Mandras, Stacy A.; Oleck, Sylvia; Ventura, Hector O.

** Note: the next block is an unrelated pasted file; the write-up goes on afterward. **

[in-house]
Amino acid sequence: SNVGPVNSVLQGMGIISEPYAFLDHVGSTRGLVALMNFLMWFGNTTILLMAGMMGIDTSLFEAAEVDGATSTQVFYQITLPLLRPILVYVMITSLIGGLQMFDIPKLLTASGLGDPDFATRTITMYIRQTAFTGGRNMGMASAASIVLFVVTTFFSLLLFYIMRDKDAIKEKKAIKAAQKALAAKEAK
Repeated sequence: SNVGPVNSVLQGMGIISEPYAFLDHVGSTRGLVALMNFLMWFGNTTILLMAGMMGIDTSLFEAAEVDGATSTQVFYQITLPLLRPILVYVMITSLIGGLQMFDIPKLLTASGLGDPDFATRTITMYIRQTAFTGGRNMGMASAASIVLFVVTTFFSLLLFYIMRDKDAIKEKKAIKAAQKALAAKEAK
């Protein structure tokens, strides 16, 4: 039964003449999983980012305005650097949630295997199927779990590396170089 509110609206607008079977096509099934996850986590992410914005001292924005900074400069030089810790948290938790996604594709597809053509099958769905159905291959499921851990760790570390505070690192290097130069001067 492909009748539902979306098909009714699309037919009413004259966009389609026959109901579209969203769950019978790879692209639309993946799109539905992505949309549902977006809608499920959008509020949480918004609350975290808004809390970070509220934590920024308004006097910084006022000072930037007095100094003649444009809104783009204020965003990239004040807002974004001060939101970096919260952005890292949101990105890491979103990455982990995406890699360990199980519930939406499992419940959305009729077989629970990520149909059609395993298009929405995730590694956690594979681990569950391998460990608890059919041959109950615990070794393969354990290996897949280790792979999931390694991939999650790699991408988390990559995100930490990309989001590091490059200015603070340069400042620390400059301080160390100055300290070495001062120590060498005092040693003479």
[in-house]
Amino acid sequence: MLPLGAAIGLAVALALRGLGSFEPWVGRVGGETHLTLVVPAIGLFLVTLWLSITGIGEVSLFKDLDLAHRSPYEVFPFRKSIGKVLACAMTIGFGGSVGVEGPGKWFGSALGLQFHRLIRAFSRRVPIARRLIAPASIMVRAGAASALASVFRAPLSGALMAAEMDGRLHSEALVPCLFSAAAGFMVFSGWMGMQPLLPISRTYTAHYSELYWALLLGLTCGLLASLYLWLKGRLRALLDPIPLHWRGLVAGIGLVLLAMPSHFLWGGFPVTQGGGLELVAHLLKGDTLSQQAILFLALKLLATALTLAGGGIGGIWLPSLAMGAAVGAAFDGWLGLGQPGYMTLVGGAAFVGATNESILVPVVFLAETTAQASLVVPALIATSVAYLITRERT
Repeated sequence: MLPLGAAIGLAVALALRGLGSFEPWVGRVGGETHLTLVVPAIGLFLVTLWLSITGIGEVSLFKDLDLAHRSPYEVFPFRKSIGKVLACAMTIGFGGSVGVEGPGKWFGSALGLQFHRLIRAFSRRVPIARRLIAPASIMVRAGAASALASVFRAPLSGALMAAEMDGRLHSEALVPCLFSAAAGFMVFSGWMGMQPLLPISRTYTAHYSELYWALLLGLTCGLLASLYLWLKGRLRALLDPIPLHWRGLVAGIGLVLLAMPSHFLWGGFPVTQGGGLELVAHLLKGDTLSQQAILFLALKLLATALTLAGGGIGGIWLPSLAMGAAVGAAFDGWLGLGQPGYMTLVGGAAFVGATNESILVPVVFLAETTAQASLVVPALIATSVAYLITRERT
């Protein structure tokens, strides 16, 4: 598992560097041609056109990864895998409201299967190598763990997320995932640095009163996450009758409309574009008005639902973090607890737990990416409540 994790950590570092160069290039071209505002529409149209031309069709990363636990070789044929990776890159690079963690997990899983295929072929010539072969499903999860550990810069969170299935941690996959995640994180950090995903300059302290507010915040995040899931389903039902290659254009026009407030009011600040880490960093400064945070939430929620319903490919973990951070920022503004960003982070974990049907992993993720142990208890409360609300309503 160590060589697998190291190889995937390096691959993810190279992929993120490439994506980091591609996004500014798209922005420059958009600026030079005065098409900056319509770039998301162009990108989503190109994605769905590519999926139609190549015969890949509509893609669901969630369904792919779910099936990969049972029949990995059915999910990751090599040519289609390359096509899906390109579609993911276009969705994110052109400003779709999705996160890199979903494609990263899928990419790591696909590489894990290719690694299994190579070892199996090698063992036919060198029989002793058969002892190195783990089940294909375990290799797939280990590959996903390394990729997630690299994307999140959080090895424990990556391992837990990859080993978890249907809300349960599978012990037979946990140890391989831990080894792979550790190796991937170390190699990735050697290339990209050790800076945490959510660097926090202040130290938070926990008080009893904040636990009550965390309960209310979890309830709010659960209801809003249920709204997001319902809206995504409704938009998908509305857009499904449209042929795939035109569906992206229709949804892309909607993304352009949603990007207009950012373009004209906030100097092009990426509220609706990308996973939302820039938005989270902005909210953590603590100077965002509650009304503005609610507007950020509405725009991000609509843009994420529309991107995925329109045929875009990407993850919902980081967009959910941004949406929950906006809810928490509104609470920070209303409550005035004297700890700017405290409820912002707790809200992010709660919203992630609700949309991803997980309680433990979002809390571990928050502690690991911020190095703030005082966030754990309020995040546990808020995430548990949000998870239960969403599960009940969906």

Right ventricular failure (RVF) remains the primary cause of death in patients with pulmonary arterial hypertension. We review the pathophysiology of RVF, including the remodeling and ventriculoarterial uncoupling that occurs when the failing right side of the heart is unable to compensate for a rising afterload. Secondly, the noninvasive imaging techniques used in the assessment of RVF are explored, including echocardiography, cardiac magnetic resonance imaging, computed tomography, and positron emission tomography. Third, we describe how these imaging techniques and a patient's clinical characteristics may be used to determine prognosis. Lastly, we explore the medical and surgical/interventional treatment options for RVF. Despite these treatment options, morbidity and mortality remain high in this patient population. The discovery of new prognostic indicators, use of hybrid imaging for early detection of RVF, and strategies to prevent the development of RVF will be important if outcomes in this patient population are to improve.